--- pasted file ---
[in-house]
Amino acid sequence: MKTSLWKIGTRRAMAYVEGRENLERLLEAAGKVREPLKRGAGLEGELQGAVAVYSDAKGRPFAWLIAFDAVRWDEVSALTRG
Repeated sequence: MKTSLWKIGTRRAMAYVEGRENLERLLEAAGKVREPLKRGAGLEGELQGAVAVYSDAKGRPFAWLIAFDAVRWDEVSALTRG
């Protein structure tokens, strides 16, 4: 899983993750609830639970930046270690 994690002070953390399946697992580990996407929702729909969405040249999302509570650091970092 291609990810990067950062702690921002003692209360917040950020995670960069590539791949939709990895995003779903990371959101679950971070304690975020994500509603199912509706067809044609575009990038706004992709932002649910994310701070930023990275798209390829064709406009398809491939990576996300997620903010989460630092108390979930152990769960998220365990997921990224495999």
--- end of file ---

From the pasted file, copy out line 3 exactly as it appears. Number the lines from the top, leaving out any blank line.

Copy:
Repeated sequence: MKTSLWKIGTRRAMAYVEGRENLERLLEAAGKVREPLKRGAGLEGELQGAVAVYSDAKGRPFAWLIAFDAVRWDEVSALTRG